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Show Stoppers: what happens when an event simply cannot go on?

Show Stoppers: what happens when an event simply cannot go on?
30-11-22 / Tau kaVodloza

Show Stoppers: what happens when an event simply cannot go on?

Johannesburg - There is a great deal of preparation and financial outlay that goes into planning an event – from artist and MC bookings, ticket sales, marketing and advertising campaigns, deposits on stock and equipment, venue hire, staffing costs, catering, security and many more. 

But what happens when an event simply cannot go on due to unavoidable external forces – think fire and flood, civil unrest and commotion, weather, injury or death of a key artist, a security breach or cyber threat, or a pandemic! 

According to Philip Cronje, Business Unit Manager – Sport, Recreation and Entertainment division, understanding what type of event cancellation cover is available and how it will respond in different scenarios is key to mitigating even the most unusual risks to the success of an event.

“From a South African point of view, external forces pose a very real threat to any event, such as civil unrest, weather, a fire, a flood or even external decisions made by authorities, that are well beyond the control of the organisers, participants and service providers involved in an event. While major events will have insurance cover in place for abandonment and postponement, many smaller events are not necessarily insured for event cancellation,” he explains.

“The South African Safety at Sports and Recreational Events Act (SASREA) firmly places the responsibility on all parties involved in an event to ensure safety at events. This means that every event held in South Africa should have events liability insurance in place as a bare minimum, in addition to upholding health and safety standards.

"However, this would only cover the organisers and sponsors of an event for legal liability relating to safety at the event, while ‘event cancellation and postponement’ would not be covered unless it is taken as an additional cover,” says Philip.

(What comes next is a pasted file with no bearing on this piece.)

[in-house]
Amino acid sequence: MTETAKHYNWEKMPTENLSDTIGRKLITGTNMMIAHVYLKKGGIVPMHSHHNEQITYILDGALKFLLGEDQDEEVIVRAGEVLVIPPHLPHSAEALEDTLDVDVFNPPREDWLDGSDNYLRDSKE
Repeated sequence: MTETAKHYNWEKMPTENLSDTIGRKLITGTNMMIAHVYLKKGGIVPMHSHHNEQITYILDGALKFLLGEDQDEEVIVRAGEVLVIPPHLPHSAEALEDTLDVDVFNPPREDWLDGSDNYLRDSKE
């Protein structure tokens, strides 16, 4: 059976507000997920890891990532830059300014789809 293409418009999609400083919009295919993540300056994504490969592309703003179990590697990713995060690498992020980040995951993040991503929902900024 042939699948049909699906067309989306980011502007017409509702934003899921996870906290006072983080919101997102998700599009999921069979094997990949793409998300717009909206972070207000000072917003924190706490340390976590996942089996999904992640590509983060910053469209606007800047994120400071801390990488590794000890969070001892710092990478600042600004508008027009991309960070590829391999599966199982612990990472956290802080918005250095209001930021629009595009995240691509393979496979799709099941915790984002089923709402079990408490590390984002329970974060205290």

“We often find that some event organisers take the bare minimum of liability cover, purely as a tick-box exercise to cover them in terms of an industry standard and regulation where it exists, rather than looking holistically at every potential risk to their event going ahead at all,” he adds.

Venue owners, event organisers and sponsors will take event cancellation cover to protect their investment in the non-recoverable costs and expenses related to organising and staging an event, such as promotional material, staff costs, merchandising, advertising, supplier bookings and so on. The cover can also be geared to cover the loss of income if an event is cancelled or interrupted and would cover ticket cancellation costs, for example.

“An event cancellation policy will typically respond according to the event’s running expense budget. As a result, many venue owners, event organisers and sponsors manage their direct expense budget very carefully in the lead up to an event.

"This could include negotiating with service providers on the size of deposits required on entertainment, stock/equipment and artists; putting a structure in place that benefits both sides of the agreement if deposits need to be refunded due to a cancellation. The goal is however to exhaust every avenue to try and save an event as it is more beneficial to all parties involved for the show to go on,” explains Philip.

While event cancellation insurance is often considered a grudge purchase, its importance and relevance has been thrown into sharp focus following the Covid-19 pandemic. Aon lists a few examples of incidents that could lead to a cancellation of an event:

  • Adverse Weather: The added cost of hiring marquees to keep attendees dry, gale force winds collapsing a circus tent, hailstorms, flooding and foggy weather preventing a key speaker from arriving at the venue on time.
  • Fire Damage: A fire destroys the exhibition centre a day before the event or a forest fire necessitating the cancellation of a rugby match.
  • Structure Damage: A boat show being cancelled due to the collapse of a temporary pool structure, a roof collapse affecting a motor show or a delay in getting a marquee structure finalised delaying the opening of an event. 
  • Utilities Failure: Power grid supply failure causes shut down of theatre production, a break in water supply causing the postponement of an exhibition, or a denial of access to an event location due to a gas leak requiring a refund all tickets sold.
  • Civil Commotion and Terrorism: Riots, strikes and threat of terrorism acts are becoming more and more relevant for event organisers and impact of same can be severe. 

“Even with the best planning and risk management measures in place, there will always be the potential for something that is entirely unexpected and beyond human control to go wrong at an event. The need for sound, expert insurance advice and guidance will help businesses make better decisions in the eventing space, helping venue owners, event organisers and sponsors to weigh up the risks to their balance sheet, reputation and business sustainability in times of crisis,” Philip concludes. 

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